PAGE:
Tuesday, June 08, 2004

a moment in the sun

As far as rare astronomical events go today's transit of Venus is one worth noting. Especially for those of us in the antipodes. It was to have a gander at one of these that James Cook paddled off to Tahiti in 1769, incidentally 'discovering' Australia & New Zealand on the side (small matter that there were people here already - they didn't know where they were...).

The first to been seen was in 1639, and the time between transits was later predicted by Edmond Halley (the guy with the comet). He also noted that the transits could be used to calculate our distance from the sun but unfortunately didn't live long enough to observe one himself.

The 1760s transits were not visible from Europe so, in the first pan-European scientific venture more than a hundred scientists were packed off to the wog-lands to see what they could see. Bear in mind that in those days a scientist was simply a gentleman with a large enough income to not have to work. Still, they did some impressive stuff.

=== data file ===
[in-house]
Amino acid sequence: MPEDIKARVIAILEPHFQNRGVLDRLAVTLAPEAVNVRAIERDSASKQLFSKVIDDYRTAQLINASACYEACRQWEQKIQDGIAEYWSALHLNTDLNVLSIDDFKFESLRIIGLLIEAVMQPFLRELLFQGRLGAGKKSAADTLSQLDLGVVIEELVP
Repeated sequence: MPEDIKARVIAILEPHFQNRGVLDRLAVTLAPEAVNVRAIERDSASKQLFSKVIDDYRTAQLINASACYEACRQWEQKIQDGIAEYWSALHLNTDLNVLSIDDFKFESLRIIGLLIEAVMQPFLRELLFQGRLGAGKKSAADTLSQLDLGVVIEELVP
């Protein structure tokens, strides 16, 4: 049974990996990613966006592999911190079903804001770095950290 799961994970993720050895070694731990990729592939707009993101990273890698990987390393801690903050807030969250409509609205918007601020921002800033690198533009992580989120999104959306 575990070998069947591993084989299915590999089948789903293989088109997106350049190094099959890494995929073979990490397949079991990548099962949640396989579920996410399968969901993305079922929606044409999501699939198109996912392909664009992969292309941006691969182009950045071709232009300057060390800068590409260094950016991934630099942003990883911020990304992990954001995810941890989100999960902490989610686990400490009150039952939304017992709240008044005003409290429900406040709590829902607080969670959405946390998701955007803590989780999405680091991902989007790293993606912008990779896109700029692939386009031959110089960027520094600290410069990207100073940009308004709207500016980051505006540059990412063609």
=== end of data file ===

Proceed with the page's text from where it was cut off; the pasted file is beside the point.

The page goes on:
The transits come in pairs eight years apart, the last ones were in 1874 and 1882 (John Philip Sousa wrote a march for the occasion, 'The Liberty Bell', it was later made instantly ridiculous by Monty Python's Flying Circus), there were none in the 20th Century, and after the second crossing in 2012 there wont be another till 2117. So this is probably your only chance. Unless you're having your head cryogenically frozen (but aren't we all? It's all the rage!).

Anyway, I could go on (and usually do about such boring sciencey things that most people find yawn-worthy) but I've got to get to work. Unfortunately I'll be inside when the transit occurs. Fucksticks.

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